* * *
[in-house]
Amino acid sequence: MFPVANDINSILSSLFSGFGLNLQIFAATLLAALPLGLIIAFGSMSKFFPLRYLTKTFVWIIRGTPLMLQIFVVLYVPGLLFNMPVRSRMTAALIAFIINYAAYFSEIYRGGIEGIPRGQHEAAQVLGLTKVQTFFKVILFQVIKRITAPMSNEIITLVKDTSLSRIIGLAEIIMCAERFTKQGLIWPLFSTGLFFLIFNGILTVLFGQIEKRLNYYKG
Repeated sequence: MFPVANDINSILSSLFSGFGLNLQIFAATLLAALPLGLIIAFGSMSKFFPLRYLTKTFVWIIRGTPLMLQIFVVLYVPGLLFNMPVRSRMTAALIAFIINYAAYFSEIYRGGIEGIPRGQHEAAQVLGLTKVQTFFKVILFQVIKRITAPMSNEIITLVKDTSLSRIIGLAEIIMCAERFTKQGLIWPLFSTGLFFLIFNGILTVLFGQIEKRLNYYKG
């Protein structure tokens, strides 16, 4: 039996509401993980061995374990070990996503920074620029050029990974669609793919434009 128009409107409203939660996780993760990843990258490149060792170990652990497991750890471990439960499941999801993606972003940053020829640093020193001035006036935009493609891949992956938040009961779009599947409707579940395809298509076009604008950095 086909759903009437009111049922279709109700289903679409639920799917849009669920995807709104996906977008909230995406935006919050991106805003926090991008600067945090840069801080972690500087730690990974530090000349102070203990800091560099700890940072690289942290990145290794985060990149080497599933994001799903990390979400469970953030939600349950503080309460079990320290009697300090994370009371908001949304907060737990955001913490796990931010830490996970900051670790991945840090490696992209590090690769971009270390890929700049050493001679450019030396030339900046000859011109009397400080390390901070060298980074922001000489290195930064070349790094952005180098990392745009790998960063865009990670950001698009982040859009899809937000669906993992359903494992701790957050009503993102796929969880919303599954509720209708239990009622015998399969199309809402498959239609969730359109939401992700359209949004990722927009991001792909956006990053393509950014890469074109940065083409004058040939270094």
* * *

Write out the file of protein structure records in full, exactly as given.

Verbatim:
[in-house]
Amino acid sequence: MFPVANDINSILSSLFSGFGLNLQIFAATLLAALPLGLIIAFGSMSKFFPLRYLTKTFVWIIRGTPLMLQIFVVLYVPGLLFNMPVRSRMTAALIAFIINYAAYFSEIYRGGIEGIPRGQHEAAQVLGLTKVQTFFKVILFQVIKRITAPMSNEIITLVKDTSLSRIIGLAEIIMCAERFTKQGLIWPLFSTGLFFLIFNGILTVLFGQIEKRLNYYKG
Repeated sequence: MFPVANDINSILSSLFSGFGLNLQIFAATLLAALPLGLIIAFGSMSKFFPLRYLTKTFVWIIRGTPLMLQIFVVLYVPGLLFNMPVRSRMTAALIAFIINYAAYFSEIYRGGIEGIPRGQHEAAQVLGLTKVQTFFKVILFQVIKRITAPMSNEIITLVKDTSLSRIIGLAEIIMCAERFTKQGLIWPLFSTGLFFLIFNGILTVLFGQIEKRLNYYKG
């Protein structure tokens, strides 16, 4: 039996509401993980061995374990070990996503920074620029050029990974669609793919434009 128009409107409203939660996780993760990843990258490149060792170990652990497991750890471990439960499941999801993606972003940053020829640093020193001035006036935009493609891949992956938040009961779009599947409707579940395809298509076009604008950095 086909759903009437009111049922279709109700289903679409639920799917849009669920995807709104996906977008909230995406935006919050991106805003926090991008600067945090840069801080972690500087730690990974530090000349102070203990800091560099700890940072690289942290990145290794985060990149080497599933994001799903990390979400469970953030939600349950503080309460079990320290009697300090994370009371908001949304907060737990955001913490796990931010830490996970900051670790991945840090490696992209590090690769971009270390890929700049050493001679450019030396030339900046000859011109009397400080390390901070060298980074922001000489290195930064070349790094952005180098990392745009790998960063865009990670950001698009982040859009899809937000669906993992359903494992701790957050009503993102796929969880919303599954509720209708239990009622015998399969199309809402498959239609969730359109939401992700359209949004990722927009991001792909956006990053393509950014890469074109940065083409004058040939270094």